Child Custody, Visitation And Child Support

Located in Johnston, Comerford & Saccoccio helps clients in Providence and throughout Rhode Island obtain child custody, visitation and support orders that protect their parental rights and ensure minor children are well cared for.

Custody and Visitation

There are two types of custody in Rhode Island: physical and legal. Physical custody refers to the amount of time you spend with your child, or the “overnights” children spend in your home. Legal custody refers to each parent’s decision-making authority. When parents have legal custody, they have the power to make decisions regarding the child’s health, education, religion and general welfare.

Custody in Rhode Island may be sole or joint. Joint custody does not mean children divide their time equally between the parents. Instead, joint custody arrangements may grant primary physical custody to one parent and visitation to the other. When parents have joint legal custody, they must work together to make decisions on their child’s behalf.

In Rhode Island, custody decisions are based on the best interests of the child. Courts evaluate multiple factors when making this determination, including:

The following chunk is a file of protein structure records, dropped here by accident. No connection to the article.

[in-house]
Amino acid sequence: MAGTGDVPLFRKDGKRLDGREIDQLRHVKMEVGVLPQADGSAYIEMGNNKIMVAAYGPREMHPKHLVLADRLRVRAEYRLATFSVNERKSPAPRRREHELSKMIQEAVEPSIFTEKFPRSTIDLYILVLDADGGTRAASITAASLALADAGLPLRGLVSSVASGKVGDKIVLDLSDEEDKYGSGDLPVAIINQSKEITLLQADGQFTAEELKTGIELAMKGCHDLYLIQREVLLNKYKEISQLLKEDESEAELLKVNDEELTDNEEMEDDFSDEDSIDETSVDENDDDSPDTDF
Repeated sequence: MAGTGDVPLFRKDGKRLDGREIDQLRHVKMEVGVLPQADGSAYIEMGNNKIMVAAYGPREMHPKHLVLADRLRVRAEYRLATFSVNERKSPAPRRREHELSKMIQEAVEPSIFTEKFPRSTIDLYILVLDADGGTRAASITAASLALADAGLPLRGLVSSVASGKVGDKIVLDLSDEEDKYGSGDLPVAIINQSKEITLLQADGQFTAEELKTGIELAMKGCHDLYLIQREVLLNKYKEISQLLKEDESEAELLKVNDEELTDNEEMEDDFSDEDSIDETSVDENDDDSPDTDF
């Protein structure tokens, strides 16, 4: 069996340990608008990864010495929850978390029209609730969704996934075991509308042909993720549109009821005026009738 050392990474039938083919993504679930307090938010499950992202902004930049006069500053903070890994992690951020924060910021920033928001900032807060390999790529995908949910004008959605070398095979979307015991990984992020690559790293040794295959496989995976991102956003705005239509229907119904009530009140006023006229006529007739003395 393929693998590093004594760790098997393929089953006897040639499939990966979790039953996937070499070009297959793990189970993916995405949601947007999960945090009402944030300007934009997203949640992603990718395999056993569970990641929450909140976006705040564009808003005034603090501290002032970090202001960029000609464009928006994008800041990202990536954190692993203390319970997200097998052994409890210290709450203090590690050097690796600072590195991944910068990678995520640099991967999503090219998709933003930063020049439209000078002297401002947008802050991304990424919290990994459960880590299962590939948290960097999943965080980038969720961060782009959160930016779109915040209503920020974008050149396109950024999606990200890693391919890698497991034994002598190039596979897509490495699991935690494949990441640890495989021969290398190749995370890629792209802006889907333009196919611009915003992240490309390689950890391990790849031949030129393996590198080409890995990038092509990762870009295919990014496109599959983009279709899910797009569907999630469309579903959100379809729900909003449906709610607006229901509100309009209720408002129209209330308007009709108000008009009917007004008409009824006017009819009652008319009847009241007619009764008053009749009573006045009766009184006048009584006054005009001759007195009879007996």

When children are born outside marriage, paternity must be legally established before custody, visitation and support orders can be obtained.

At Comerford & Saccoccio, we fight to protect our clients’ parent-child relationships. Our attorneys work closely with clients to develop parenting plans that protect minor children and ensure parent-child bonds are respected.

Child Support

At Comerford & Saccoccio, we help clients obtain child support orders, enforce payment and terminate their child support obligations.

In Rhode Island, child support is determined by a formula based on each parent’s income, the custody arrangement and the number of children each parent is supporting. Support is legally required until a child reaches age 18 or graduates from high school. However, support obligations may not automatically cease at this point. Instead, the supporting parent must petition the court for termination of support. Failure to do so can result in unnecessary support obligations. If you fail to keep paying, you may be subject to liability for unpaid support and collection actions may be initiated.

Contact our Johnston child custody lawyers at 401-944-1600. Consultations are free.